Re-inventing the IPL

Mohan R. Lavi | Updated on March 09, 2018

The T-20 professional league could deliver more returns to franchisees if spread over fewer days.

“The cricketing world proposes, the Board of Control for Cricket in India (BCCI) disposes.”

It would be almost impossible to disagree with this statement given the clout that the BCCI today wields over cricketing matters worldwide. It has a balance sheet and cash flow statement that would be envy of many a corporate. This power is what has, in turn, enabled it to call the shots and virtually redraw the rules of the game.

As the sixth edition of the Indian Premier League (IPL) reaches its business end, we realise that the BCCI has successfully blocked out two months of the cricket calendar every year. Modelled largely on the format of the English Premier League (EPL) – including the concept of a Fantasy League, where viewers can ‘create’ and ‘own’ their own team, in this year’s edition – the IPL intended to do to cricket what the former has done to soccer.

The IPL is, indeed, a creature of Globalisation with all its associated features and concepts – private ownership of teams, targeting a global market for the ‘product’ and seeking profits for investors.

Desi EPL

Though global in design, the IPL has actually ended up as a quintessential desi event much on the lines of a typical Bollywood movie with its share of thrills and spills. Thus, we have its original promoter (Chairman and Commissioner, as he was called) now fighting Twitter battles over charges of financial misdemeanor; two teams that have bitten the dust; a Union Minister who had to resign on allegations of his wife being offered ‘sweat equity’ in an IPL team for questionable reasons; a foreign player charged with rape; and an Indian matinee idol banned from entering Mumbai’s Wankhede stadium after getting into a brawl with a security guard trying to do his duty.

The BCCI has a complex revenue-sharing agreement with its franchisees over how the spoils of the IPL are to be shared. It appears all of this has helped only one entity – the BCCI – as the financial statements of the franchisees apparently do not make for much pleasant reading.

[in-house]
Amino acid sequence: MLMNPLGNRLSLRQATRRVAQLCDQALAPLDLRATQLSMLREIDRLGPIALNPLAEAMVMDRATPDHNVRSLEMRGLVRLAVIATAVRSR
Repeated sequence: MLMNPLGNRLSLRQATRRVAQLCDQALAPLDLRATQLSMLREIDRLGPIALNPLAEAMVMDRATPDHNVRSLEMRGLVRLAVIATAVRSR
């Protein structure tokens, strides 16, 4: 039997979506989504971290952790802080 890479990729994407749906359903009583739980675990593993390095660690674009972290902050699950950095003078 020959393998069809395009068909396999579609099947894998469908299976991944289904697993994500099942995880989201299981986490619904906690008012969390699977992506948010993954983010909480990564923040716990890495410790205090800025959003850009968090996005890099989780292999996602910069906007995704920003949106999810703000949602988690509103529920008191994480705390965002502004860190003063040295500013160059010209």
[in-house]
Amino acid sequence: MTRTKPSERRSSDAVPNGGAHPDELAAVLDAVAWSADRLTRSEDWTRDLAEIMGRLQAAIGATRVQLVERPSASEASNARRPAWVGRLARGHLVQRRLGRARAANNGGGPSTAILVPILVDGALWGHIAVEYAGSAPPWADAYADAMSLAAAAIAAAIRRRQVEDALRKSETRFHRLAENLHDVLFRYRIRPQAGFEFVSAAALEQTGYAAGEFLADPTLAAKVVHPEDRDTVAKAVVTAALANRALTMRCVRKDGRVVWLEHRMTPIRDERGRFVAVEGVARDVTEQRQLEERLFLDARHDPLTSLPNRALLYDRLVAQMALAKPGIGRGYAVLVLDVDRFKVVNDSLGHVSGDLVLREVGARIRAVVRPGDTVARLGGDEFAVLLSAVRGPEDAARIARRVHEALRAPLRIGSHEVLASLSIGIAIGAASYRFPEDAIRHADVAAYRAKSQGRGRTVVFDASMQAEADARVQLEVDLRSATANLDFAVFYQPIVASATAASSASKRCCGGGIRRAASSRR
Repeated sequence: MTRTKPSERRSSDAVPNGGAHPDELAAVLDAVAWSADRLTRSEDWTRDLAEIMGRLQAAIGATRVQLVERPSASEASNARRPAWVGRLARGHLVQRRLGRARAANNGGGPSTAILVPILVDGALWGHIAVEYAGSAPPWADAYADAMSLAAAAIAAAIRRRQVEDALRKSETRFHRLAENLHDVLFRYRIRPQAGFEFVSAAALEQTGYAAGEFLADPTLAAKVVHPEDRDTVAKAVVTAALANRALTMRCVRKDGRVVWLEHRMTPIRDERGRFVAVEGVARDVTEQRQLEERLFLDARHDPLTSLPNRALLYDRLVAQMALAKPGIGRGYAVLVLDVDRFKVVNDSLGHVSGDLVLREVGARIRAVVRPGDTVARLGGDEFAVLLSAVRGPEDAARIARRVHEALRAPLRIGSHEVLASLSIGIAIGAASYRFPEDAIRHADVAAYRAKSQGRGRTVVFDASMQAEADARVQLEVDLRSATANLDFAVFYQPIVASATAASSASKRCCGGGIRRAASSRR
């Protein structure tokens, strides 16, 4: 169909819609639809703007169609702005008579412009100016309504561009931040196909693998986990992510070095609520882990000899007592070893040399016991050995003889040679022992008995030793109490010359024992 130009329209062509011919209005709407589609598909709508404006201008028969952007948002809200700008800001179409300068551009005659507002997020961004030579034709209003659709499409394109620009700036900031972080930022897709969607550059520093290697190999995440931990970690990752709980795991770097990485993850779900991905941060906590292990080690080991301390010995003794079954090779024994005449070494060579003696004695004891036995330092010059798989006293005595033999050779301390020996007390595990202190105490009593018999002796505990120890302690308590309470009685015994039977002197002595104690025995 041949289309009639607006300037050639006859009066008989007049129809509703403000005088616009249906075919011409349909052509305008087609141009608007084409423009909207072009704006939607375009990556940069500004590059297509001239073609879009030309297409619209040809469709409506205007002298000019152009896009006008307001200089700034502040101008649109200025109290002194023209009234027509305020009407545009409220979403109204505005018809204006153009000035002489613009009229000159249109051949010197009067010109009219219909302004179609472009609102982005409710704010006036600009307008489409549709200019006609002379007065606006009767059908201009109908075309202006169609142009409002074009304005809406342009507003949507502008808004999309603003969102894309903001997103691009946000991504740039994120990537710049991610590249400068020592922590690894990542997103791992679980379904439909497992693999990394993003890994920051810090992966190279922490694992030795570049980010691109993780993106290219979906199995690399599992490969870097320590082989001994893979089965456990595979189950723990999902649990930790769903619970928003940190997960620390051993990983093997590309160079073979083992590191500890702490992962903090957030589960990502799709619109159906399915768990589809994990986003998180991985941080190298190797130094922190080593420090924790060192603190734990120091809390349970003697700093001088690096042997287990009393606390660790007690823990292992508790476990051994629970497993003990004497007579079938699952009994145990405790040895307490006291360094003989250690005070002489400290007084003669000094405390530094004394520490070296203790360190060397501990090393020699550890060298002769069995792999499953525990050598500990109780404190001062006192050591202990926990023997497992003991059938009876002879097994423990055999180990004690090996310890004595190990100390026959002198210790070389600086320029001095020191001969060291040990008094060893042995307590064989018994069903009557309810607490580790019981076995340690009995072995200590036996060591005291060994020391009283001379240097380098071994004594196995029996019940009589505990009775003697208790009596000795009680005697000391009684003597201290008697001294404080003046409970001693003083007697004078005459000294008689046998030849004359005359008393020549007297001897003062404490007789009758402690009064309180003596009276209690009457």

This conclusion is, of course, being drawn only from hearsay; the finances of the franchisees are, in any case, a hush-hush matter.

Cut the duration

But one of the significant things that the BCCI can do is to reduce the tenure of the annual IPL events. The inaugural season in 2008 had 59 matches spread over 43 days; the latest one has 76 matches packaged across two hot summer months. When the general elections of 2009 came in the way of holding the second edition, the venue got shifted to South Africa, which conducted it over just 37 days.

Compare this with sporting events elsewhere. The London Olympics took only 16 days from start to finish. Wimbledon does not take more than two weeks. The EPL is held over 36 weeks, but with matches only once a week and a small break for Christmas.

The reason why there is no viewer ennui is because they last for a limited time or are spread over a period. It seems to be a marketing formula to attract eyeballs and retain them.

The present IPL package, by contrast, appears to be riding on the passion for the religion called cricket in India and the sheer eyeball volumes seen as associating themselves with the game. But a shortened version is what would actually make more business sense.

The main cash cow of any sporting event – advertising revenues – hinges on the number of people showing up at stadiums or switching on the idiot box in their living rooms. Advertisers would know that the rates for an event spread across two months would be different from one spread just over, say, five weeks. The latter would be costlier as more people are likely to show up at the venue as they do not want to miss out on action that is on show for only a limited time. This would not only increase gate collections and in-stadia revenues. The per second ad rates charged would also be higher, as the advertising air-time is limited. The increased earnings, as a result, could add muscle to the franchisees’ bottom-lines .

It is time the BCCI reduced the duration of the IPL to a maximum of 40 days. It could also be transparent on finances and ask the franchisees, too, to be transparent. The demise of two franchisees could tempt foreign investors to thrown in their hats, if permitted. After all, the prima donnas of the EPL – Manchester United and Chelsea – are owned by an American and a Russian respectively. But the first thing they would ask for for an authentic balance sheet.

On the non-commercial side, too, the BCCI could do well by permitting five foreign players to play for at least 15 matches during an IPL (right now, there is a cap of four in the playing 11). The IPL has become a global event and, therefore, should showcase global talent. The BCCI would be doing a great service to the world of cricket if its showpiece event could help discover not just a Sanju Samson, but even the next David Miller or James Faulkner.

(The author is a Bangalore-based chartered accountant)

Published on May 14, 2013

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